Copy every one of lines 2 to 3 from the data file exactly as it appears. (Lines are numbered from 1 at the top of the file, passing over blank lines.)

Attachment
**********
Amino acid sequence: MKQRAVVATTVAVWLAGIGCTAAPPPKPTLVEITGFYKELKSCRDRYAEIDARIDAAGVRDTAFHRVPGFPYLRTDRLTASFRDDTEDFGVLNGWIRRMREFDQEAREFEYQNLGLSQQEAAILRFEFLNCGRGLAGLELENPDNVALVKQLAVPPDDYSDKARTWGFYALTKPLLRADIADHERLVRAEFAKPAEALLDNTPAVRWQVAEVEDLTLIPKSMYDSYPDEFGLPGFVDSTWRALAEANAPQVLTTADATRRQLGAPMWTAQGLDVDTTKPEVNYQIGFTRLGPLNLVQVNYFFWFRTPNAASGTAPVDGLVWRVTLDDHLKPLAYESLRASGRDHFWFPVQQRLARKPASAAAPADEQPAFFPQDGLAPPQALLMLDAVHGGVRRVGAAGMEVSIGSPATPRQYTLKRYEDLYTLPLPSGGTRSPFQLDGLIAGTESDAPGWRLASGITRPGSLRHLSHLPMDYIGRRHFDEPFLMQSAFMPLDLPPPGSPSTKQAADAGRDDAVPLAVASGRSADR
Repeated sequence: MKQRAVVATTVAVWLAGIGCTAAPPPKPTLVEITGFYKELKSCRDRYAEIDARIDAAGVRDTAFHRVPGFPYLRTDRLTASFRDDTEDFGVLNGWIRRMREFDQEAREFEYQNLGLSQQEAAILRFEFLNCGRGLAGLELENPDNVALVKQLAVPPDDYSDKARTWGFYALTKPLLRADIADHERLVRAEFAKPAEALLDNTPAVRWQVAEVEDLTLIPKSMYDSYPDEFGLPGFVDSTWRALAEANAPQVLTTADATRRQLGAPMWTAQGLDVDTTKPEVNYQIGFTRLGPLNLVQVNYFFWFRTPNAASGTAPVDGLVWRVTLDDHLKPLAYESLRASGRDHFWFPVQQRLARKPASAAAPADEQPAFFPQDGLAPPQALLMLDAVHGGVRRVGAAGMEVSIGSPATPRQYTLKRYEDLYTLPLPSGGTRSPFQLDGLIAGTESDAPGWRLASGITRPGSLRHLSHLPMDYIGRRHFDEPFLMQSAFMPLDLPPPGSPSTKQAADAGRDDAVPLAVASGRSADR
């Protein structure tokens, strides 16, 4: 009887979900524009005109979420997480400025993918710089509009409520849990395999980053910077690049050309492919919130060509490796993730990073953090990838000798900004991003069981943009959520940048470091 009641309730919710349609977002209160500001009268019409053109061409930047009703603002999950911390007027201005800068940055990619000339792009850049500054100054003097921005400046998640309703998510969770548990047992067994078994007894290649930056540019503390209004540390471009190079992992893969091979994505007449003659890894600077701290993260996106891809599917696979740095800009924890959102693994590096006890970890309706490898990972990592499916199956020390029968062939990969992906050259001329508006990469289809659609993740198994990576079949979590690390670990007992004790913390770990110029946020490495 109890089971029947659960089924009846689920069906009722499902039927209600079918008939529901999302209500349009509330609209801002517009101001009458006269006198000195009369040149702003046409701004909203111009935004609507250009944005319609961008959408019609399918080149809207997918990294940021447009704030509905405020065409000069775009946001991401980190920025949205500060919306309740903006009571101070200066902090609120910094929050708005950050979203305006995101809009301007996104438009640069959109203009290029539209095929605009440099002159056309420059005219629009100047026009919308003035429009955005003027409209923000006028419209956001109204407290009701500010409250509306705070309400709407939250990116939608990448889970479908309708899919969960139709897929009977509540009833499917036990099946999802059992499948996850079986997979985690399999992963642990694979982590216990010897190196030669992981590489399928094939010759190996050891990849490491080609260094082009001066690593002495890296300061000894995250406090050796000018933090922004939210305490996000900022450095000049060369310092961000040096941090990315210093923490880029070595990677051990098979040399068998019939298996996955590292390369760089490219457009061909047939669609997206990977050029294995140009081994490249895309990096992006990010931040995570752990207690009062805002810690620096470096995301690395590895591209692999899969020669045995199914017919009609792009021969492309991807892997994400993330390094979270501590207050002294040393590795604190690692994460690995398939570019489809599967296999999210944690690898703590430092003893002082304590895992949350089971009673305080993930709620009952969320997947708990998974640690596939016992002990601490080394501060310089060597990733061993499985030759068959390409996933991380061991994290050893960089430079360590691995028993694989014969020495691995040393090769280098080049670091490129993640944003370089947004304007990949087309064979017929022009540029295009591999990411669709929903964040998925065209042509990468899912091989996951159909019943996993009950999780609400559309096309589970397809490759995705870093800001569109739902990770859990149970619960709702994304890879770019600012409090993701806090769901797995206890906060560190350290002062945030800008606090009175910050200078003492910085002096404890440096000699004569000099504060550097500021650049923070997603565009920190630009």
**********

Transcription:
Repeated sequence: MKQRAVVATTVAVWLAGIGCTAAPPPKPTLVEITGFYKELKSCRDRYAEIDARIDAAGVRDTAFHRVPGFPYLRTDRLTASFRDDTEDFGVLNGWIRRMREFDQEAREFEYQNLGLSQQEAAILRFEFLNCGRGLAGLELENPDNVALVKQLAVPPDDYSDKARTWGFYALTKPLLRADIADHERLVRAEFAKPAEALLDNTPAVRWQVAEVEDLTLIPKSMYDSYPDEFGLPGFVDSTWRALAEANAPQVLTTADATRRQLGAPMWTAQGLDVDTTKPEVNYQIGFTRLGPLNLVQVNYFFWFRTPNAASGTAPVDGLVWRVTLDDHLKPLAYESLRASGRDHFWFPVQQRLARKPASAAAPADEQPAFFPQDGLAPPQALLMLDAVHGGVRRVGAAGMEVSIGSPATPRQYTLKRYEDLYTLPLPSGGTRSPFQLDGLIAGTESDAPGWRLASGITRPGSLRHLSHLPMDYIGRRHFDEPFLMQSAFMPLDLPPPGSPSTKQAADAGRDDAVPLAVASGRSADR
């Protein structure tokens, strides 16, 4: 009887979900524009005109979420997480400025993918710089509009409520849990395999980053910077690049050309492919919130060509490796993730990073953090990838000798900004991003069981943009959520940048470091 009641309730919710349609977002209160500001009268019409053109061409930047009703603002999950911390007027201005800068940055990619000339792009850049500054100054003097921005400046998640309703998510969770548990047992067994078994007894290649930056540019503390209004540390471009190079992992893969091979994505007449003659890894600077701290993260996106891809599917696979740095800009924890959102693994590096006890970890309706490898990972990592499916199956020390029968062939990969992906050259001329508006990469289809659609993740198994990576079949979590690390670990007992004790913390770990110029946020490495 109890089971029947659960089924009846689920069906009722499902039927209600079918008939529901999302209500349009509330609209801002517009101001009458006269006198000195009369040149702003046409701004909203111009935004609507250009944005319609961008959408019609399918080149809207997918990294940021447009704030509905405020065409000069775009946001991401980190920025949205500060919306309740903006009571101070200066902090609120910094929050708005950050979203305006995101809009301007996104438009640069959109203009290029539209095929605009440099002159056309420059005219629009100047026009919308003035429009955005003027409209923000006028419209956001109204407290009701500010409250509306705070309400709407939250990116939608990448889970479908309708899919969960139709897929009977509540009833499917036990099946999802059992499948996850079986997979985690399999992963642990694979982590216990010897190196030669992981590489399928094939010759190996050891990849490491080609260094082009001066690593002495890296300061000894995250406090050796000018933090922004939210305490996000900022450095000049060369310092961000040096941090990315210093923490880029070595990677051990098979040399068998019939298996996955590292390369760089490219457009061909047939669609997206990977050029294995140009081994490249895309990096992006990010931040995570752990207690009062805002810690620096470096995301690395590895591209692999899969020669045995199914017919009609792009021969492309991807892997994400993330390094979270501590207050002294040393590795604190690692994460690995398939570019489809599967296999999210944690690898703590430092003893002082304590895992949350089971009673305080993930709620009952969320997947708990998974640690596939016992002990601490080394501060310089060597990733061993499985030759068959390409996933991380061991994290050893960089430079360590691995028993694989014969020495691995040393090769280098080049670091490129993640944003370089947004304007990949087309064979017929022009540029295009591999990411669709929903964040998925065209042509990468899912091989996951159909019943996993009950999780609400559309096309589970397809490759995705870093800001569109739902990770859990149970619960709702994304890879770019600012409090993701806090769901797995206890906060560190350290002062945030800008606090009175910050200078003492910085002096404890440096000699004569000099504060550097500021650049923070997603565009920190630009």